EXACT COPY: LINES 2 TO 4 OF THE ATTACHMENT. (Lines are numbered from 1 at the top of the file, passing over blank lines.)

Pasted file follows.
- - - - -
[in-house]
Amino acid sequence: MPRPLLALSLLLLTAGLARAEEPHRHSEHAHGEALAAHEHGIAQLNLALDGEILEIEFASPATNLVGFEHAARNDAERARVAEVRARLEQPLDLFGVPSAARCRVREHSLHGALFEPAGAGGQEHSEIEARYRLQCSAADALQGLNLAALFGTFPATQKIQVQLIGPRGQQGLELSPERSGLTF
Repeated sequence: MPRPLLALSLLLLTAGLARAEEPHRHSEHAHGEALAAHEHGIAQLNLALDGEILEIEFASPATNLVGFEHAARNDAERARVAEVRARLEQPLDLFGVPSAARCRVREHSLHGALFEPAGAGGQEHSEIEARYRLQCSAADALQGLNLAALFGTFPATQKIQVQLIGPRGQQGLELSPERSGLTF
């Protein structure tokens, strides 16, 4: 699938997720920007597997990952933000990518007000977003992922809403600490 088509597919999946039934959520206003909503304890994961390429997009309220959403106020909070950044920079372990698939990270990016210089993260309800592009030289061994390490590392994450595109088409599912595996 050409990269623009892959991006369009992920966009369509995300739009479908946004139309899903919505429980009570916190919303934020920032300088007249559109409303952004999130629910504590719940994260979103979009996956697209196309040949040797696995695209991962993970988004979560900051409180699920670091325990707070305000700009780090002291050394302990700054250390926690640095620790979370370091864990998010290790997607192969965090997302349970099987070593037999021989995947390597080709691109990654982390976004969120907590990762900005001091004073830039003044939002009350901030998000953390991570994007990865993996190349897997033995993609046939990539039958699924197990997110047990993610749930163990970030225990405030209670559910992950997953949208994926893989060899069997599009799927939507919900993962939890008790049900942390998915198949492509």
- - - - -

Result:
Amino acid sequence: MPRPLLALSLLLLTAGLARAEEPHRHSEHAHGEALAAHEHGIAQLNLALDGEILEIEFASPATNLVGFEHAARNDAERARVAEVRARLEQPLDLFGVPSAARCRVREHSLHGALFEPAGAGGQEHSEIEARYRLQCSAADALQGLNLAALFGTFPATQKIQVQLIGPRGQQGLELSPERSGLTF
Repeated sequence: MPRPLLALSLLLLTAGLARAEEPHRHSEHAHGEALAAHEHGIAQLNLALDGEILEIEFASPATNLVGFEHAARNDAERARVAEVRARLEQPLDLFGVPSAARCRVREHSLHGALFEPAGAGGQEHSEIEARYRLQCSAADALQGLNLAALFGTFPATQKIQVQLIGPRGQQGLELSPERSGLTF
């Protein structure tokens, strides 16, 4: 699938997720920007597997990952933000990518007000977003992922809403600490 088509597919999946039934959520206003909503304890994961390429997009309220959403106020909070950044920079372990698939990270990016210089993260309800592009030289061994390490590392994450595109088409599912595996 050409990269623009892959991006369009992920966009369509995300739009479908946004139309899903919505429980009570916190919303934020920032300088007249559109409303952004999130629910504590719940994260979103979009996956697209196309040949040797696995695209991962993970988004979560900051409180699920670091325990707070305000700009780090002291050394302990700054250390926690640095620790979370370091864990998010290790997607192969965090997302349970099987070593037999021989995947390597080709691109990654982390976004969120907590990762900005001091004073830039003044939002009350901030998000953390991570994007990865993996190349897997033995993609046939990539039958699924197990997110047990993610749930163990970030225990405030209670559910992950997953949208994926893989060899069997599009799927939507919900993962939890008790049900942390998915198949492509």